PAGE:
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MIT 6 871 - Knowledge­Based Computer Purchasing Advisor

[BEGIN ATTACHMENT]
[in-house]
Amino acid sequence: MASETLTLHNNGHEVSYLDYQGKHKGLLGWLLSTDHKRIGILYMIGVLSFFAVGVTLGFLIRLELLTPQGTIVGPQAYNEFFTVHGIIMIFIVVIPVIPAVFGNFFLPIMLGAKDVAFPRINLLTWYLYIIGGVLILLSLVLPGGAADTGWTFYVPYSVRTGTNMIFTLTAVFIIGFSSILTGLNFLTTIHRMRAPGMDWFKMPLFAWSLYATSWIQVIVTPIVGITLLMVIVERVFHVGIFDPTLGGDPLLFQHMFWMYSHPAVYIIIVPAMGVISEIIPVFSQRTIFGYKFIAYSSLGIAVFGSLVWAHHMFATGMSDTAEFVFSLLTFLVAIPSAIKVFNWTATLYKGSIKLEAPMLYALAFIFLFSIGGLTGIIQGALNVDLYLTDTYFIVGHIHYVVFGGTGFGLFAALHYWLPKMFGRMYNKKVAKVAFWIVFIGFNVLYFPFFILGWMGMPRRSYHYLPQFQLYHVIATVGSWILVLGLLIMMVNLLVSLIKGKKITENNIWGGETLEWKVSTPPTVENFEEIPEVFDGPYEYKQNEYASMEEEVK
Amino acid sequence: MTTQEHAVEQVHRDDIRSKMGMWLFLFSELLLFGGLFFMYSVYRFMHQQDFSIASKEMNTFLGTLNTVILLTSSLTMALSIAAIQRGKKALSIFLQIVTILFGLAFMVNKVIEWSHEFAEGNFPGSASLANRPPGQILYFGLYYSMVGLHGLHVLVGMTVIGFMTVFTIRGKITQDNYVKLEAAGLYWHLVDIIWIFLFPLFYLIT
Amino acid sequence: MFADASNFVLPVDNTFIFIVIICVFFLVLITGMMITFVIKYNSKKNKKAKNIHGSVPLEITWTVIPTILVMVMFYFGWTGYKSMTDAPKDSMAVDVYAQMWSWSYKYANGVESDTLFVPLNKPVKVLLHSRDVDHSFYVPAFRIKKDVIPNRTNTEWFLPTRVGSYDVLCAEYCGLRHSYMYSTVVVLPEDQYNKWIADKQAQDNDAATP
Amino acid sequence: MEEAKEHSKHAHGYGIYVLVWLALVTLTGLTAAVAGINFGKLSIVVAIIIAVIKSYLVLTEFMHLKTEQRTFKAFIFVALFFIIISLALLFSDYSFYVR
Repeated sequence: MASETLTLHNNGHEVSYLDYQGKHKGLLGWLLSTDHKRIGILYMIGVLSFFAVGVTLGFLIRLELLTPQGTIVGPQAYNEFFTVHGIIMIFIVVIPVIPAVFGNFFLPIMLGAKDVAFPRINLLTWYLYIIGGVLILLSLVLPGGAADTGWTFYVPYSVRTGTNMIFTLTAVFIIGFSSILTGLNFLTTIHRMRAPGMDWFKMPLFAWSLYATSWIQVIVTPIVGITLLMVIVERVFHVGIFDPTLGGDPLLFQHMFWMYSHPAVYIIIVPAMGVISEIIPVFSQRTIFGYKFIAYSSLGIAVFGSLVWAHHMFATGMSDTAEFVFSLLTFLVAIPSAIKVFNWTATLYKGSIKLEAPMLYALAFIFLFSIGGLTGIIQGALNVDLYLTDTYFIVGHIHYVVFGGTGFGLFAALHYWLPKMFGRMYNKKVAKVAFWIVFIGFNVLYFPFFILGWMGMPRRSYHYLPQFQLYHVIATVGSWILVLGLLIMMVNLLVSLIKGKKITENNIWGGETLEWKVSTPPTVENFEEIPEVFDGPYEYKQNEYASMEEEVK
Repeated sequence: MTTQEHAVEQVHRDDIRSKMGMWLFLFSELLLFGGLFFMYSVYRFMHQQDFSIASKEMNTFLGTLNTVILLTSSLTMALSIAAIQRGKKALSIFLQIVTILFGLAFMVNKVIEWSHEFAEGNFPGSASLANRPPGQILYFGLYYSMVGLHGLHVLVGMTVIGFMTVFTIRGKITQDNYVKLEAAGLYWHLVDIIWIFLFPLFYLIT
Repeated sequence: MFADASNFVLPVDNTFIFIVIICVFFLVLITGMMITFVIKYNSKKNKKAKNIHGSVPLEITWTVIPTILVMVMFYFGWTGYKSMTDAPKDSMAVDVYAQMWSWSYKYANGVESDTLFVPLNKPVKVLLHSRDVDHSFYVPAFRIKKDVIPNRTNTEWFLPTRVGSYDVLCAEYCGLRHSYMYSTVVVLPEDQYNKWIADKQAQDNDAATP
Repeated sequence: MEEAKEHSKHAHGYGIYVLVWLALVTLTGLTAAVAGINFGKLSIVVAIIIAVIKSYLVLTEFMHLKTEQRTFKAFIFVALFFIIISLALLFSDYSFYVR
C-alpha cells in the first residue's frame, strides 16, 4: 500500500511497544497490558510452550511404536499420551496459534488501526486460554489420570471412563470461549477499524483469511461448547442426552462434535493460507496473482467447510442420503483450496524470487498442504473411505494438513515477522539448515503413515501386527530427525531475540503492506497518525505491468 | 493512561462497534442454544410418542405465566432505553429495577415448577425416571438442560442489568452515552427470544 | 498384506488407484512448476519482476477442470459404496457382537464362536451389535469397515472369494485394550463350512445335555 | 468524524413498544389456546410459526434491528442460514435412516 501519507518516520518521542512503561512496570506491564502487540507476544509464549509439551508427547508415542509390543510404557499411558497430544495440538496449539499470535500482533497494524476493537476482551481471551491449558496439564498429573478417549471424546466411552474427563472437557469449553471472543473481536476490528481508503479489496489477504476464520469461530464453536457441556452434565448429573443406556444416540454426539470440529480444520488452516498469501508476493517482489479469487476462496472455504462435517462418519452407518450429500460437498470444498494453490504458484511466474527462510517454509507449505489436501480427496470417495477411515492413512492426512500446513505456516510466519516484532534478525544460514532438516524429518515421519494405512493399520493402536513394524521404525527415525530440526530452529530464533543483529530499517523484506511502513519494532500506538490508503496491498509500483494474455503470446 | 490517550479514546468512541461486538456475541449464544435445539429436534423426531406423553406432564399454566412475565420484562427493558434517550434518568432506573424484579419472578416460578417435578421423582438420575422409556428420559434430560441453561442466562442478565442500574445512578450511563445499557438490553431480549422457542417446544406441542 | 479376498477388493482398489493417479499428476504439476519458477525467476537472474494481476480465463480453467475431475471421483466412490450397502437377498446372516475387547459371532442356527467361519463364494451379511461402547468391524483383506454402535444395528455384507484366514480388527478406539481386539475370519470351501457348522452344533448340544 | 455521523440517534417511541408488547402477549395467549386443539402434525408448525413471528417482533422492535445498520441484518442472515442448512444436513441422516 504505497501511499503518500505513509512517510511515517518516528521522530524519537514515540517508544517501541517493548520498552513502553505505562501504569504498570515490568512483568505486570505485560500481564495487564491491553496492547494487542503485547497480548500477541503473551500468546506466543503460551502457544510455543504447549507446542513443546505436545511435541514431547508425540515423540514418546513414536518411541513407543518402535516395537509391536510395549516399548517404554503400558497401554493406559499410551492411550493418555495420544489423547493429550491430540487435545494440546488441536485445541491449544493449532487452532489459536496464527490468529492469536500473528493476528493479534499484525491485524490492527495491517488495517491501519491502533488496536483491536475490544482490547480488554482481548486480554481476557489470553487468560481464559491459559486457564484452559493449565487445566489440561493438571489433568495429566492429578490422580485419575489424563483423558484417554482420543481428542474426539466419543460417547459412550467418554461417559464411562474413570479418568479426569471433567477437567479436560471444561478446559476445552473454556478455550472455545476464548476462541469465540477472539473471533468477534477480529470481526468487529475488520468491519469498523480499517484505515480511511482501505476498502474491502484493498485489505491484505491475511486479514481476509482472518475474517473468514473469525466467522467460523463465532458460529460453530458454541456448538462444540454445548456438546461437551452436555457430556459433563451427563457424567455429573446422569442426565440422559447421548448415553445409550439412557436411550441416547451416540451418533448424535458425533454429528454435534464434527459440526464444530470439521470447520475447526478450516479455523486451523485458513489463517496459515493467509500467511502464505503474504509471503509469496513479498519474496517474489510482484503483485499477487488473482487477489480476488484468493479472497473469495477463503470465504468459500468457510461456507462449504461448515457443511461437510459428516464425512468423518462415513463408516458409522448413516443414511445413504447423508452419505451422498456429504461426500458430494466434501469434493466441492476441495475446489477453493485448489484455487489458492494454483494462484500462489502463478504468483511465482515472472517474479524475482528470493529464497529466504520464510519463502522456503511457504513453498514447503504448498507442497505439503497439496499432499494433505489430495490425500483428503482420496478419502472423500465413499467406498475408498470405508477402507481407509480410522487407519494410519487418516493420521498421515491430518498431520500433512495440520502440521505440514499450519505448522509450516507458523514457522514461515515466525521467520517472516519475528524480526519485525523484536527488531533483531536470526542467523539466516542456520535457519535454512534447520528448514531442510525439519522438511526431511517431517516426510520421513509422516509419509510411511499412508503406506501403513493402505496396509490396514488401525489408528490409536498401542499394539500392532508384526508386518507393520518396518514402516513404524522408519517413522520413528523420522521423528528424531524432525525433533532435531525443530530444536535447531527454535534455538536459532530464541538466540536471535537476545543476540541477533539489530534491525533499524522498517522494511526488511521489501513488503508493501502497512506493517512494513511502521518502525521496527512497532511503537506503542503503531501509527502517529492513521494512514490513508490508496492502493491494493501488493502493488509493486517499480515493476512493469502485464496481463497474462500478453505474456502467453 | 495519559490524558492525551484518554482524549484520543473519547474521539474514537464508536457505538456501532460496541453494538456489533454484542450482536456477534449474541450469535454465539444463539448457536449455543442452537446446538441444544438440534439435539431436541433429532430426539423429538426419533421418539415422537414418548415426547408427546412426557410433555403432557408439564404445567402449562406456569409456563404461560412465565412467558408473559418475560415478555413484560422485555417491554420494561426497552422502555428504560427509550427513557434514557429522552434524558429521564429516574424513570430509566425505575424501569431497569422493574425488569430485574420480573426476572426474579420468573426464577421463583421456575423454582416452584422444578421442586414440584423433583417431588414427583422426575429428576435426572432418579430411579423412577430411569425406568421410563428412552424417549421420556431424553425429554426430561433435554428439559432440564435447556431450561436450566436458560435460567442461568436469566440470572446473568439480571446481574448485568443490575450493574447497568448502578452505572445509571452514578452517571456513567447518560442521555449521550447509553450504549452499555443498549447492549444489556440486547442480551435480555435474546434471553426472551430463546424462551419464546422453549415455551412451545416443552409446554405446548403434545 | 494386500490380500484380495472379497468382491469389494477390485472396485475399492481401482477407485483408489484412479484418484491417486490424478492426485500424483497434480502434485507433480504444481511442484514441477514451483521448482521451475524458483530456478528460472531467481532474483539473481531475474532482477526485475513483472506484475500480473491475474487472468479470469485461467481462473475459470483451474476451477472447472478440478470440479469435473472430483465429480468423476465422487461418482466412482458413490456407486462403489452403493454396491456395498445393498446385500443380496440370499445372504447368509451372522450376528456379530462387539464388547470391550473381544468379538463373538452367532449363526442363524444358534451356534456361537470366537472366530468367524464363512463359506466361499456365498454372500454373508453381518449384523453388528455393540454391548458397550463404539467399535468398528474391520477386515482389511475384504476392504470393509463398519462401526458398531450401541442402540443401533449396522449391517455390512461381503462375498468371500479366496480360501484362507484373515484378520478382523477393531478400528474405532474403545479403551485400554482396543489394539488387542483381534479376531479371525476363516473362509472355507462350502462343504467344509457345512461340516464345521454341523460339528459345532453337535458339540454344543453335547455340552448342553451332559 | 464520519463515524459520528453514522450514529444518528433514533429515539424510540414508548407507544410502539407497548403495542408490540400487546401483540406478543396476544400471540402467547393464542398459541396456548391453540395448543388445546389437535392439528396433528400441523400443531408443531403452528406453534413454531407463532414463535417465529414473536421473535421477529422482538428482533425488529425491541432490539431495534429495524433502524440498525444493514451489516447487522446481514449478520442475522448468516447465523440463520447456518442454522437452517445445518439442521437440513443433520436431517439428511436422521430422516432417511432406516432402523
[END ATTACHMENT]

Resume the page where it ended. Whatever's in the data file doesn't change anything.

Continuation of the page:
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A Knowledge-Based Computer Purchasing Advisor Jasper Vicenti 13 May 2005 Abstract Choosing which computer to purchase can be a daunting task, especially for those new to computers and other technologies where the options are near limitless. This paper will present a tool to assist in the decision-making process, simplifying the task into plain English terms using knowledge about the typical tasks performed by users. This protects the user from being bogged down by technical specifications and jargon. 1 The Problem The decision to purchase a new computer is usually an easy one. Most people will replace their machines every three to five years. Those familiar with the process are accustomed to what needs they have when they decide to make the purchase. The variety of current models available as well as the configuration options for each model can overwhelm even those in the industry. If asked to recommend a computer to a friend or neighbor, they would likely end up playing a game of twenty questions to find out what their individual needs are. Even then, those questions would probably not be applicable for the next person. Generally each person has their own set of circumstances and requirements for what they need the computer to do. Someone new to computers may not have much idea at all the variety of programs available. This can greatly affect which computer they would purchase in order to perform the tasks appropriate for their needs. 1Computers have infiltrated into almost all aspects of our culture. As such, more and more people who are less technologically inclined are exposed to their usage. Many users do not want to worry about the operating system used, amount of RAM, size of hard drive, or speed of the processor. The most important questions they ask are: 1. Do the programs I need to use work? and 2. Do the programs work sufficiently well to be productive? The first question is targeted towards support and functionality of a program, and is beyond the scope of this paper. The second question is the focus of this paper. Any person can purchase the most expensive desktop computer or notebook com-puter available and expect that it will adequately meet the needs of the user. At first glance, this seems like a reasonable statement. Putting more money towards the problem will usually result in an improvement over a less expensive model. However, this may not be the case at all. When considering a laptop computer, for example, the more expensive model might be more than fast enough for the present and future performance requirements, but it may be far too bulky for a user who will be lugging the machine to work and back on a daily basis. Similar tradeoffs can exist for desktop computers, where perhaps it will be used in an en-vironment where too much noise can be a factor. The best performing computers tend to be the ones with the largest number of fans. 2 The Task The goal of the tool is to take into account as many of the needs of the user in order to provide the user with a few good recommendations. As described before, the intention is to shelter the user from much of the jargon associated with the computer industry. Instead, the user will be asked questions about what their primary and secondary uses would be, what computers they currently use (if any) at home or at work. What their general price requirements are. If, for example they do not know what they are intending to use the program for, the advisor will inquire about their current job and area of work. From these few questions, a picture unfolds as to which computer systems would be more appropriate than others. In general, the user’s needs are guided by the type of programs that they use. Someone who wants to use the latest 3d games would need the highest performance machine available. On the other hand, a user that is only using email and writing documents could probably still use a computer that was cutting edge five or six years ago. The low end range of computers that are available today are easily 2able to handle many of the more complex tasks such as digital photo archiving and editing. 3 Example A simple example follows demonstrating the interaction between the advisor and the user. Commentary has been interspersed within the dialogue to explain the reasoning behind the questions being asked. What is BILL’s expected spending amount: Medium This is generally a known value. When a person is shopping for a system, it is unusual to not have an idea of the amount you expect to spend. Is it the case that BILL does use a computer at work: Yes What is BILL’s work computer: Windows Is it the case that BILL does have an existing computer at home: No Again, this is asked to determine the platforms used at work and home. If there is no pre-existing computer at home and no computer is used at work, then no bias is given towards either platform. Is it the case that BILL does want mobility in a computer: No This is used to determine whether a desktop or notebook computer would be more appropriate. Since Bill answered No , no further questions are asked regarding mobility. What is BILL’s expected primary use of the computer: Dont-know This is usually the area where the requirements of the system are determined. A range of choices are available such asemail ,web,design, etc. There is also a secondary usage option in order to more accurately gauge the user’s needs. What is BILL’s job-title: Admin-Assistant Whit is BILL’s area of work: Government When information about the expected is not available, basic inferencing about the performance requirements of the computer can be made from a person’s job title. In this situation, since Bill did not know what the primary use would be, he is then asked what his job title is. As an administrative assistant, it can be 3Figure 1: Bill’s Example Results determined that his performance requirements for a new computer will be fairly minimal. Is it the case that BILL does expect to bring work home: Yes The advisor is also taking information about the type of computer used at work to determine an appropriate operating system. Familiarity with the computer system used at work (or home) is usually one of the largest factors in deciding